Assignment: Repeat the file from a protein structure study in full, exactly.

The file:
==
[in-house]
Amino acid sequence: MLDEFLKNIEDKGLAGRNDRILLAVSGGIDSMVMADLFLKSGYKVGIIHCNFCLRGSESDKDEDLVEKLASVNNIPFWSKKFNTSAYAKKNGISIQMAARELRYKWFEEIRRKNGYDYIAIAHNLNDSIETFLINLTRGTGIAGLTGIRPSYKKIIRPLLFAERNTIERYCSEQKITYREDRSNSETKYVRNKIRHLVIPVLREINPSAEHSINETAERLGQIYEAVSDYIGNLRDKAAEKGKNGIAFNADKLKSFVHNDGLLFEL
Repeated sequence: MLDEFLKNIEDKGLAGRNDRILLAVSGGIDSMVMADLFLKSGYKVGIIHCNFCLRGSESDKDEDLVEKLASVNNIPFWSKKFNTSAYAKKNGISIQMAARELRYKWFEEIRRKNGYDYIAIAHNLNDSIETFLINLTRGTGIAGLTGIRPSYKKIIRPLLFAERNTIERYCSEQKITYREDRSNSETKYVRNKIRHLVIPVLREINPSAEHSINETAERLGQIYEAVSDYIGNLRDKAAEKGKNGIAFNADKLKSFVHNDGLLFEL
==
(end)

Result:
[in-house]
Amino acid sequence: MLDEFLKNIEDKGLAGRNDRILLAVSGGIDSMVMADLFLKSGYKVGIIHCNFCLRGSESDKDEDLVEKLASVNNIPFWSKKFNTSAYAKKNGISIQMAARELRYKWFEEIRRKNGYDYIAIAHNLNDSIETFLINLTRGTGIAGLTGIRPSYKKIIRPLLFAERNTIERYCSEQKITYREDRSNSETKYVRNKIRHLVIPVLREINPSAEHSINETAERLGQIYEAVSDYIGNLRDKAAEKGKNGIAFNADKLKSFVHNDGLLFEL
Repeated sequence: MLDEFLKNIEDKGLAGRNDRILLAVSGGIDSMVMADLFLKSGYKVGIIHCNFCLRGSESDKDEDLVEKLASVNNIPFWSKKFNTSAYAKKNGISIQMAARELRYKWFEEIRRKNGYDYIAIAHNLNDSIETFLINLTRGTGIAGLTGIRPSYKKIIRPLLFAERNTIERYCSEQKITYREDRSNSETKYVRNKIRHLVIPVLREINPSAEHSINETAERLGQIYEAVSDYIGNLRDKAAEKGKNGIAFNADKLKSFVHNDGLLFEL